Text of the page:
OPINION: Governments Must Boost R&D To Halt Climate Change

At a time when new research breakthroughs are needed in renewable energy, R&D investment is lagging, writes Zubair Kazmi

To reverse the snowballing effects of climate change, we must move towards a zero-carbon emission economy at the very least— and as soon as possible. That is the resounding consensus throughout the scientific community.

To call this a daunting goal would be putting it mildly.

Still, scientific and technological breakthroughs have become the vanguards of the movement to reverse climate change trends, fueled by the research and development (R&D) machines that pour billions of dollars every year into improving the reliability of renewable energies.

It’s comforting to know that research is happening — that capable hands working quietly behind the scenes might still achieve the gargantuan task of saving our blue planet.

But the clock is ticking, and it’s time to ask—are these efforts being coordinated to achieve the necessary results, or are we missing out by allowing institutions and countries to work in silos? Is enough being done?

It’s been easier to tackle carbon emissions by focusing on individual sectors, and the Intergovernmental Panel on Climate Change’s (IPCC) breakdown credits half of all global greenhouse gas emissions to a combination of electricity and heat production (25%) combined with agriculture, forestry and other land use (24%).

It is clear where the focus of R&D funds would have the greatest impact. Yet at a time when our attention should be on research to deal with these numbers, according to the Organization for Economic Cooperation and Development (OECD), government support of R&D has actually shrunk globally by 2.4% since 2010.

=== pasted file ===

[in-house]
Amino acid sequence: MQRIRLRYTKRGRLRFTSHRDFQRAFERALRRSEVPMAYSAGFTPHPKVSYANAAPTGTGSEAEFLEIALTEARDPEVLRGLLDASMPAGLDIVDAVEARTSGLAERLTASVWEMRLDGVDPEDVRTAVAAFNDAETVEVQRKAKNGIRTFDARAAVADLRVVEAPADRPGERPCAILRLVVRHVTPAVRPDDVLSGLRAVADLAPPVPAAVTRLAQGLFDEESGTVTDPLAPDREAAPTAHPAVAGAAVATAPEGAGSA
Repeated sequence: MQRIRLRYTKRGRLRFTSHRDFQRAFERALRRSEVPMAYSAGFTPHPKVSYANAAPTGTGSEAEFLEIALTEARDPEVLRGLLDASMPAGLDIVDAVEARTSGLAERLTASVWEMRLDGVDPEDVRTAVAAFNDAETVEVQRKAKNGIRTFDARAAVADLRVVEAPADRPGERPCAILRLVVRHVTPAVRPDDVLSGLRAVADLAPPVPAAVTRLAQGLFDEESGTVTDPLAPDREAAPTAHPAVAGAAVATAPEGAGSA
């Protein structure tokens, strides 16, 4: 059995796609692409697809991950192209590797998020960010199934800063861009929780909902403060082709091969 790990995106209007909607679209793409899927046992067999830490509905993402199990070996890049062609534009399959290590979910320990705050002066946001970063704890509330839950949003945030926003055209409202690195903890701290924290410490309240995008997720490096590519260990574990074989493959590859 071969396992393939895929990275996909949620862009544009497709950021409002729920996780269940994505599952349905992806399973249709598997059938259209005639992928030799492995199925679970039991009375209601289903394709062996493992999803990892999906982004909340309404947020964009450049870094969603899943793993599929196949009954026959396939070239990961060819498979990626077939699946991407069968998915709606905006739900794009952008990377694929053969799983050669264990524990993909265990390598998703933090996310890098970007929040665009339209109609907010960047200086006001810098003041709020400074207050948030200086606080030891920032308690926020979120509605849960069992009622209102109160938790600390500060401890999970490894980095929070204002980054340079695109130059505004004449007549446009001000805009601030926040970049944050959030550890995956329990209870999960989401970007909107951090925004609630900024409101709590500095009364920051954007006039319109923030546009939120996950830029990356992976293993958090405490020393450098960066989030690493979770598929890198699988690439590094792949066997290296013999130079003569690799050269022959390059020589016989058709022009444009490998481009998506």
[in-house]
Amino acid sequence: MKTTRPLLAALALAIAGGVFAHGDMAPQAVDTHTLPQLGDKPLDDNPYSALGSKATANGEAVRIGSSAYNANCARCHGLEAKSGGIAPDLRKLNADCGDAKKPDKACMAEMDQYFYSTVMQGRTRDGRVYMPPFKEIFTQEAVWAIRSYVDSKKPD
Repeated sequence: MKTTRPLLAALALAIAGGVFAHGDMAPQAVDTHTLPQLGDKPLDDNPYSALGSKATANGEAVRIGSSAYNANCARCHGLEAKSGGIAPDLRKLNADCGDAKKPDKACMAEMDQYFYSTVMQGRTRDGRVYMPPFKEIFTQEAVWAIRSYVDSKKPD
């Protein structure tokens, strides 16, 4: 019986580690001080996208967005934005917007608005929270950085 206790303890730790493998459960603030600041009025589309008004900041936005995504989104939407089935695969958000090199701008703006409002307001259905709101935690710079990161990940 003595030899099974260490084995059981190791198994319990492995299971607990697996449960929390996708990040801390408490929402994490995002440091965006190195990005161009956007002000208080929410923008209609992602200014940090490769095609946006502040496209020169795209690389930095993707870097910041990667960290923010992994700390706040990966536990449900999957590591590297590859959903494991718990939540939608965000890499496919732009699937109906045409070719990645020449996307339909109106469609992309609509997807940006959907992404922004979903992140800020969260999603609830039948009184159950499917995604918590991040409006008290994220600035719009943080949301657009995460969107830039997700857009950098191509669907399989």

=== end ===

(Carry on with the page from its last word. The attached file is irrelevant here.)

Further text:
Despite the increase in PV installations throughout the world (led by countries like China, the US, India and Japan), relatively little new R&D is entering the market.

Despite the increase in PV installations throughout the world (led by countries like China, the US, India and Japan), relatively little new R&D is entering the market

R&D Magazine notes that the little R&D funds that are being invested in clean energy are going towards tweaking efficiency, as opposed to exploring new technologies—leaving R&D investment for solar and wind at only an expected 1.5% increase globally in 2018.

Overall, the magazine’s research put industrial energy R&D spending at a forecasted $21.4 billion globally — in comparison, Information and Communication Technologies (ICT) was at $228.3 billion, automotive R&D at $99.8 billion, and aerospace/defense at $30.5 billion.

These investments might seem significant, but are they significant enough? According to two guys who’ve spent many millions of dollars on the issue, they’re not.

When Google shut down its RE<C project – whose aim it was to improve the efficiency of existing renewable-energy products – engineers Ross Koningstein and David Fork were in for a wakeup call. After shutting the project down because it wouldn’t achieve its goal in time, the two penned an essay in which they wrote, “trying to combat climate change exclusively with today’s renewable energy technologies simply won’t work; we need a fundamentally different approach.”